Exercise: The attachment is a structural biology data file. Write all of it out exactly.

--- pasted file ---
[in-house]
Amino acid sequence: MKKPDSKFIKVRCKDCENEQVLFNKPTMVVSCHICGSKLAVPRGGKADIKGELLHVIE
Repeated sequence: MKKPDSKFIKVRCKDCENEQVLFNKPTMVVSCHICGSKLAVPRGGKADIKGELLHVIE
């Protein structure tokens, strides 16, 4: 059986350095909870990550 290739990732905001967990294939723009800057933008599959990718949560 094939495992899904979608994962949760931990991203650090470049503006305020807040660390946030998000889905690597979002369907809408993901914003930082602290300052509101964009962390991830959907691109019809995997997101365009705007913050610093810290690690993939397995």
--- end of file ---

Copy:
[in-house]
Amino acid sequence: MKKPDSKFIKVRCKDCENEQVLFNKPTMVVSCHICGSKLAVPRGGKADIKGELLHVIE
Repeated sequence: MKKPDSKFIKVRCKDCENEQVLFNKPTMVVSCHICGSKLAVPRGGKADIKGELLHVIE
């Protein structure tokens, strides 16, 4: 059986350095909870990550 290739990732905001967990294939723009800057933008599959990718949560 094939495992899904979608994962949760931990991203650090470049503006305020807040660390946030998000889905690597979002369907809408993901914003930082602290300052509101964009962390991830959907691109019809995997997101365009705007913050610093810290690690993939397995």